All of our purchases are generally thrown into two categories: a product or a service. That is what we have been led to believe. But the truth is that everything in fact, is a service. Or at least, the products are used to provide a service. Either way we look at it, it’s the service that is the end result we are looking for. Much of the time, it is necessary (more cost effective and /or convenient) to own a particular product to get a service we require …… but not as often as we think (or they would have us believe).
As minimalists, we should keep in mind the services we require, and determine if the purchase of a particular product it really the best way to acquire the service. Or conversely: As minimalists, When interested in purchasing a product, we should be determining if there is a better (more efficient, convenient) way of acquiring the service it provides without having to purchase said product. To help illustrate the mindset I am speaking of, I have created the table below to show some examples of things we might own, what their service/function is, and potential alternatives of acquiring the same service that may be more efficient then owning the item ourselves (It all depends on our lifestyle).
|Automobile||Transportation||Public Transportation (bus, train, subway, taxi), Rent a car, Lease|
|Dish Washer||Sanitary eating||Do it yourself|
|Computer||(too many functions to mention)||Membership at a local public library. Internet cafe|
|A Yard||Outdoor Recreation||Local Public Park|
|Washing Machine & Dryer||Clean Clothes||Laundromat|
|Refrigerator||Food Preservation and Storage||Shop and eat fresh every day|
|Stove and Range||Cook Food||Eat only living food|
Example: It is usually significantly less expensive to rent ones residence, than to purchase ones residence (but not always). While home ownership more often times than not, yields far greater long term profit, it’s often not worth suffering a lesser quality of life now for potential profit in the future.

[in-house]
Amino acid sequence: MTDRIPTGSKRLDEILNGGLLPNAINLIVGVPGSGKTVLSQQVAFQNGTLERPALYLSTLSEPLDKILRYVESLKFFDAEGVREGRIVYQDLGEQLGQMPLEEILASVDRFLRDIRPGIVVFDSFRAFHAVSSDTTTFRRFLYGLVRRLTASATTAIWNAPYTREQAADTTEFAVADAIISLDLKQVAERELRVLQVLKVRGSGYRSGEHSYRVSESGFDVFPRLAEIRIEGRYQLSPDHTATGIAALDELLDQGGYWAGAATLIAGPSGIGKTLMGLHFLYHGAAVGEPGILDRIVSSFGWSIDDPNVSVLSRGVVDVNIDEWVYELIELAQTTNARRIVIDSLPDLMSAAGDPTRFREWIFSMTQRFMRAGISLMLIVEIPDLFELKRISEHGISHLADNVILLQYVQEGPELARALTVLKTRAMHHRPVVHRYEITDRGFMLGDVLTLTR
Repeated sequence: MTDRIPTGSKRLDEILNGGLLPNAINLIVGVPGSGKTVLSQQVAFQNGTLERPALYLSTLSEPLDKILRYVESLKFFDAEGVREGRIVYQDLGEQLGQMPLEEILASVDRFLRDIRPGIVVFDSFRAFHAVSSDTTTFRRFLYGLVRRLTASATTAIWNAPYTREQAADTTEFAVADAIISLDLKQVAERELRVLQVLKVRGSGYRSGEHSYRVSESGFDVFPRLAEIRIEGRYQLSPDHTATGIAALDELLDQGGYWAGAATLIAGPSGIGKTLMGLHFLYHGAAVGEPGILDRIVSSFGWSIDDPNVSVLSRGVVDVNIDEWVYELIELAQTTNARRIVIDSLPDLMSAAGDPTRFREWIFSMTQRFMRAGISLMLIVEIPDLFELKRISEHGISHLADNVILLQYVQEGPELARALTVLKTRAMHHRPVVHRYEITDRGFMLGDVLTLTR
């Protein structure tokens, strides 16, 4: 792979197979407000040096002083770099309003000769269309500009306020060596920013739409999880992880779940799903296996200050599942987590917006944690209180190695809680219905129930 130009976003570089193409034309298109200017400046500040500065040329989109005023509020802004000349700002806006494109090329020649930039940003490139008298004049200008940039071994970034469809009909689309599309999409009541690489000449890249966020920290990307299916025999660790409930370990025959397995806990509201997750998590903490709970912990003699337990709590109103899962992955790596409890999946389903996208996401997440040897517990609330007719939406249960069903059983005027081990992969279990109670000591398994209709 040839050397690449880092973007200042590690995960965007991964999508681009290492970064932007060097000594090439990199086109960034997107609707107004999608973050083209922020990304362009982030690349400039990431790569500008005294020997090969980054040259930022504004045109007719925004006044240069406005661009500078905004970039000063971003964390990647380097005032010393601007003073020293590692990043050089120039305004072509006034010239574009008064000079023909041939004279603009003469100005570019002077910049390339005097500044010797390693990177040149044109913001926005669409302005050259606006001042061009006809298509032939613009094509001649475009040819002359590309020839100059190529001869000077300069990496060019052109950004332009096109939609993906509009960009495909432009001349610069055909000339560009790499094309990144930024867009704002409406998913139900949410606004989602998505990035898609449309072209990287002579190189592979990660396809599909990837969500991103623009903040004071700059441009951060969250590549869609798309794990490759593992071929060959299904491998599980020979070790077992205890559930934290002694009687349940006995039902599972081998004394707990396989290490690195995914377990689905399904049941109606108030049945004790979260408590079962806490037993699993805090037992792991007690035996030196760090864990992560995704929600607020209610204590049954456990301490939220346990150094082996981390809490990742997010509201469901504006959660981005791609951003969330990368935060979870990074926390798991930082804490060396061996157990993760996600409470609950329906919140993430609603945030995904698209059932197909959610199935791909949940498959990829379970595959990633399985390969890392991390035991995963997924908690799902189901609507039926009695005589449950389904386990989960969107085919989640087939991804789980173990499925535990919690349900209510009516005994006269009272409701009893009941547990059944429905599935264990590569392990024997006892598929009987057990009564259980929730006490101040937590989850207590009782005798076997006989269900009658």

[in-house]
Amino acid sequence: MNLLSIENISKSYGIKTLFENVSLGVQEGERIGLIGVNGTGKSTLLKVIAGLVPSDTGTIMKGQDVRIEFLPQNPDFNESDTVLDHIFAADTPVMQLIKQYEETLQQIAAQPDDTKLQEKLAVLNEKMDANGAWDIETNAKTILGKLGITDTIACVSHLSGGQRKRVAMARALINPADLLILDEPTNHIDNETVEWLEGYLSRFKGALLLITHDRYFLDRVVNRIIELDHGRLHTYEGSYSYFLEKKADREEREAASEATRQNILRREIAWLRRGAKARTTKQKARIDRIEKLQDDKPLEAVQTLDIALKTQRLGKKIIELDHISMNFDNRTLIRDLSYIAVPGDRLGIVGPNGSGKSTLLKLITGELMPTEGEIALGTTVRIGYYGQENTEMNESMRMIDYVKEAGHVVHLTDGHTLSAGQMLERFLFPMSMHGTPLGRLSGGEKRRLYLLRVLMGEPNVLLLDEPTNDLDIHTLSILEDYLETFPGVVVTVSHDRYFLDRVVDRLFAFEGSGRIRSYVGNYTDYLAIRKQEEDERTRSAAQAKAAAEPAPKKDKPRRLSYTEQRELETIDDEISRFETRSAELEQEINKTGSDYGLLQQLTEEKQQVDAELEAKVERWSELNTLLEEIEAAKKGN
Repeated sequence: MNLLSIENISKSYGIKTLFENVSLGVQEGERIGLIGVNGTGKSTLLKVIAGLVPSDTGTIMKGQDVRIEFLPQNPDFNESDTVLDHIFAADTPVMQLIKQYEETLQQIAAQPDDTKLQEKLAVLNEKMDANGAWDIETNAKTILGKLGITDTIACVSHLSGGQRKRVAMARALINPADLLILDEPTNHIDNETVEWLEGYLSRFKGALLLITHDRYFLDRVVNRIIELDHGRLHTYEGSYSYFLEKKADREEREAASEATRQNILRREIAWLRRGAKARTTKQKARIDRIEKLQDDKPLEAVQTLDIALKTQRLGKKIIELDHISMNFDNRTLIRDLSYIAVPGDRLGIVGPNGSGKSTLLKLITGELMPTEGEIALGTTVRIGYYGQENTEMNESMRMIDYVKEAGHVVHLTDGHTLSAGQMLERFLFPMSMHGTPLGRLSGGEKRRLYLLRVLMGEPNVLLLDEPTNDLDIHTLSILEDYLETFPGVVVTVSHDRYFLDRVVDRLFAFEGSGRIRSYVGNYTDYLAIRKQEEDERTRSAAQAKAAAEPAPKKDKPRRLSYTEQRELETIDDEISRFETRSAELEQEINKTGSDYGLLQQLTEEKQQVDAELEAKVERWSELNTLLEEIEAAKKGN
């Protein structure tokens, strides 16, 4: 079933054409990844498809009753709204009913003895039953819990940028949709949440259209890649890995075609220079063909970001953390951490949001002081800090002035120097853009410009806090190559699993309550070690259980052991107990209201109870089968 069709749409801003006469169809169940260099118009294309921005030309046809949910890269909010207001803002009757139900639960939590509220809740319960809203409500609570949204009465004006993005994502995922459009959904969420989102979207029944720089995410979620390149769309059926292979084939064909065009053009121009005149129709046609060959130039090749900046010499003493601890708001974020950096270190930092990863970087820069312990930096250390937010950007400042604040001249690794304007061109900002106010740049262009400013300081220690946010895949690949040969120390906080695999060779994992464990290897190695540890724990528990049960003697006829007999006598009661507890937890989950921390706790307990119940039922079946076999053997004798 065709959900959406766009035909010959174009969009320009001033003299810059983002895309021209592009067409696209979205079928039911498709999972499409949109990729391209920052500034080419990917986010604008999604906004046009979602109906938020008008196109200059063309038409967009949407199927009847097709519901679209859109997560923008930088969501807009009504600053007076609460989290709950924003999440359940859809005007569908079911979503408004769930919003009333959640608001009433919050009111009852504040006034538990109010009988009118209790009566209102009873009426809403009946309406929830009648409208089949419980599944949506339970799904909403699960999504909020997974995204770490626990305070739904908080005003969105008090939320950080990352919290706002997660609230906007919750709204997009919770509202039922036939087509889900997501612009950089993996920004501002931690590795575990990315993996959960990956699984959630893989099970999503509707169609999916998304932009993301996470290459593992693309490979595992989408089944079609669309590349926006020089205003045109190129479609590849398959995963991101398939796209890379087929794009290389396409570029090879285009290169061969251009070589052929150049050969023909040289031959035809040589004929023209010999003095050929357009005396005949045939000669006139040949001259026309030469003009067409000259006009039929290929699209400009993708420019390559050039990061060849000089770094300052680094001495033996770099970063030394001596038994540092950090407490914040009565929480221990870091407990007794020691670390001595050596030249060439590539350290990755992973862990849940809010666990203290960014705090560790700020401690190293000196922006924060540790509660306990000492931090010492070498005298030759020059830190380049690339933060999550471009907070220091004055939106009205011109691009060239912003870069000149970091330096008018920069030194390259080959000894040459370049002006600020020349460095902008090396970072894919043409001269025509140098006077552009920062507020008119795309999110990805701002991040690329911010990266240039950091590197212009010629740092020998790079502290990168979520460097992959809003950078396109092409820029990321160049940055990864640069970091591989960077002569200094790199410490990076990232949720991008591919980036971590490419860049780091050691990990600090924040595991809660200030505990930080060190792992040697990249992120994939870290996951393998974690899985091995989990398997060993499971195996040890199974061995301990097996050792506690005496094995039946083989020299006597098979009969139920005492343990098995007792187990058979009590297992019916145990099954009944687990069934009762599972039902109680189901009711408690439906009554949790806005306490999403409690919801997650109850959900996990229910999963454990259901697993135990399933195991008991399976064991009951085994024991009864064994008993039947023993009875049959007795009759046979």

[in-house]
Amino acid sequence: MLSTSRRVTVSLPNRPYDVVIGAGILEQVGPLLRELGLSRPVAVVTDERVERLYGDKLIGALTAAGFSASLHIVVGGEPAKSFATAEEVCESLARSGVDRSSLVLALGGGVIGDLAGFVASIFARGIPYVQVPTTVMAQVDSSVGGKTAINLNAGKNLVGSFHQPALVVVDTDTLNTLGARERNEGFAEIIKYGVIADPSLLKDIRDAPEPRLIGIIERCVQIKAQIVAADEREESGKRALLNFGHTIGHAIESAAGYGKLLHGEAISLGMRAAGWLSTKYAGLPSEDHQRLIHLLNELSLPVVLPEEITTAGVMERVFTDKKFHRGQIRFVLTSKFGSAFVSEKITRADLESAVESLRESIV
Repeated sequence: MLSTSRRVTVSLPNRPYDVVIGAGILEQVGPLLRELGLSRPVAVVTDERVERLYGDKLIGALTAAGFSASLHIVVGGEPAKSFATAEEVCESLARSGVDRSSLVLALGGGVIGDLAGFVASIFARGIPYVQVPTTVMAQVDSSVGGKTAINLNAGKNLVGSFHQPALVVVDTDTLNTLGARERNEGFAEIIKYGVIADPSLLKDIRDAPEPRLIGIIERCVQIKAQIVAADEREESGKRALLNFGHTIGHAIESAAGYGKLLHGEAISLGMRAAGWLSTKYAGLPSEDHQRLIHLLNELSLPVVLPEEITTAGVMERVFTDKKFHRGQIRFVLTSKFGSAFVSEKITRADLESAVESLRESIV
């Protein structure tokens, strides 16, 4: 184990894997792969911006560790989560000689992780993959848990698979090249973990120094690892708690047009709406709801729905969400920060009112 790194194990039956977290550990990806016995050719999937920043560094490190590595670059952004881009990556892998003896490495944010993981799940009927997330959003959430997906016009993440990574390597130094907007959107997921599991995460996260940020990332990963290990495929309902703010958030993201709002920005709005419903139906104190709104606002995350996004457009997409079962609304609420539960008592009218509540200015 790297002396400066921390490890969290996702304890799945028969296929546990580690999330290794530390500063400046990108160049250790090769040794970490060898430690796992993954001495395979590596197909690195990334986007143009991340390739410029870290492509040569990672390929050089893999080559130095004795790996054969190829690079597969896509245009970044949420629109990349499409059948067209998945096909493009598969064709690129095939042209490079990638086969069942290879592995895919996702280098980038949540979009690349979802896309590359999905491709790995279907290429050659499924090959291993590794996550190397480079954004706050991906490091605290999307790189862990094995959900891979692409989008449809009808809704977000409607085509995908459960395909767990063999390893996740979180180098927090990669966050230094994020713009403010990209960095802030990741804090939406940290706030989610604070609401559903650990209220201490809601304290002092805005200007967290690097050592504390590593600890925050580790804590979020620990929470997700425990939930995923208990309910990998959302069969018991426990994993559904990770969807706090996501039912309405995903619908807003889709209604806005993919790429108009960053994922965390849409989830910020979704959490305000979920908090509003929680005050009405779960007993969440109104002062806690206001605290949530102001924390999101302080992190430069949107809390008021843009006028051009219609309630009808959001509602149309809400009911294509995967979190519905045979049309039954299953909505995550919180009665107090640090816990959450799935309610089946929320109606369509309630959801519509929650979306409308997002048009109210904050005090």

Example: For someone who may only require the use of transportation once a week to the grocery store (an elderly recluse perhaps), the purchase of a vehicle may be a completely unnecessary expense when considering loan payment, gas, insurance when for less than $30 a week they can have a taxi take them to and from their local grocery store.
Example: For a bachelor who’s entire flatware comprises of 2 forks, 2 knives, 2 spoons, 2 plates, 2 bowls, 2 glasses, and a cup, a dishwasher is completely unnecessary (I don’t think I have to explain why).
Example: To my surprise there is actually still people out there that don’t have much interest or use for a computer (I don’t get it), but maybe once a week they like to check their email to stay in touch with family that lives very far; they like to send digital pictures, poems, etc. Those people may have a public library very close and could use their computers. Expenses avoided: Computer purchase, anti-virus software, internet access, and potentially many others.
Example: A yard must be maintained which is both time and cost intensive. Unless we get some sorta joy in doing these maintenance activities (and many people do ….. not me), it makes far more sense to have outdoor recreation in a public park if there is one reasonably close. The grounds are already well maintained because our tax money is already taking care of that. We’re already dumping money in the parks, might as well use them.
There are three more items in the table , but I think we see where this is going now. In a nutshell, minimalism is all about efficiency. So with all the services we require, we have to decide what the most efficient way to acquire those services is. Often times we will find that acquiring a new product is not the answer.
BTW: The attached picture is a photo of my brand new running sneakers ……. it has nothing to do with the subject of this post really. I just think they are fierce and wanna show them off. Running sneakers are an example of a product which offer a service that can’t be acquired by any other means. That is “optimum comfortable running.”